Tradition vs. Opportunity for Builders

I was talking to a building material supplier from New York city on a warm night earlier this summer, and I found myself saying the same sort of things I often do. The big garage door was open in my shop, I was relaxing as I cleaned the place up, then the phone rang. The guy on the other end of the line had imported a new kind of wall and floor panel product from Europe. It’s been used there for years, it’s based on reinforced foam, and it’s meant to be coated with shotcrete on the outside and screeded concrete on the inside. You get all the solidity of traditional masonry buildings, but with energy efficiency that goes way beyond code. The system looks great on the videos I’ve seen, but there’s a problem.

Of all the industries in the world, the residential and light construction business is probably the slowest to accept change. That’s understandable, since the stakes are so high if a new method of building goes bad. The wall panel guy was calling me after a day at his booth at a Las Vegas building show, and he was discovering how reluctant builders are to try new things. That’s when I kicked into my usual talk about how slow the building business is to adopt innovation. It’s a problem, but there’s also an opportunity.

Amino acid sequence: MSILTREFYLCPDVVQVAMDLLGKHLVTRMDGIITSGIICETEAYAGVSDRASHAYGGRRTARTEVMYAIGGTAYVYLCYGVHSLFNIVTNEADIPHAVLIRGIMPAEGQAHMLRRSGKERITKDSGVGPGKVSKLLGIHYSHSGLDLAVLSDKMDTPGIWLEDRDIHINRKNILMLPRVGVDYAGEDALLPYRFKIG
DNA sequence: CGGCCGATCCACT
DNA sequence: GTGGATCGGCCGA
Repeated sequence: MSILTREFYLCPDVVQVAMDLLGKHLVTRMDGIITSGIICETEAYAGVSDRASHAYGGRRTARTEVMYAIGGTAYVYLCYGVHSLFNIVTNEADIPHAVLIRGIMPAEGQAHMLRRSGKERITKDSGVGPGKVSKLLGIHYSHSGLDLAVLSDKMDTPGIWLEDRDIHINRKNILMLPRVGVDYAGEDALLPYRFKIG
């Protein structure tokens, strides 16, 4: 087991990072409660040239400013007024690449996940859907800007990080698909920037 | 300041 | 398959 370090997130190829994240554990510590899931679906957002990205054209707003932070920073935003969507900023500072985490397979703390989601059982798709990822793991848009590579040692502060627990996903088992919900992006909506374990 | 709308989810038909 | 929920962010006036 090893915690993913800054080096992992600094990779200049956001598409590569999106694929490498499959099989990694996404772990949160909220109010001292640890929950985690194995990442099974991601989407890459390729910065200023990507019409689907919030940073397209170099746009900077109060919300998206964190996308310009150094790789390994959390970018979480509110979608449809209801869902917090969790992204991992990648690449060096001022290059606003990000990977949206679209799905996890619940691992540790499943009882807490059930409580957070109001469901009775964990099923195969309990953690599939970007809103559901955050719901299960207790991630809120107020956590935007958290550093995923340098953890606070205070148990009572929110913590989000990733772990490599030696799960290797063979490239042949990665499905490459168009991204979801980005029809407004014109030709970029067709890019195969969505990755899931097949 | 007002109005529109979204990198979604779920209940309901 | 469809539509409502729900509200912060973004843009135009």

More and more home and property owners are interested in building technologies that can save them energy, reduce maintenance chores, and stand up better during destructive weather events. The internet is giving these people a taste of the new things out there, so a growing number want more. The reluctance they run into talking with typical builders translates into an advantage for contractors who do a little homework and find superior technologies they can trust. The fact is, innovation can mean more than just risk. There’s reward, too.

Some contractors are content with the way things have always been done, and that’s fine. There will always be a place for builders who adopt change last. Just realize that there’s also a growing market for contractors who not only build, but also guide and educate clients towards great new ways of doing things. Become expert at creating game-changing energy efficiency, disaster-resistant construction methods, and the kind of day-to-day quality people can feel, then watch as the best type of clients won’t even take a look at the other guys.

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Posted on September 2nd, 2015

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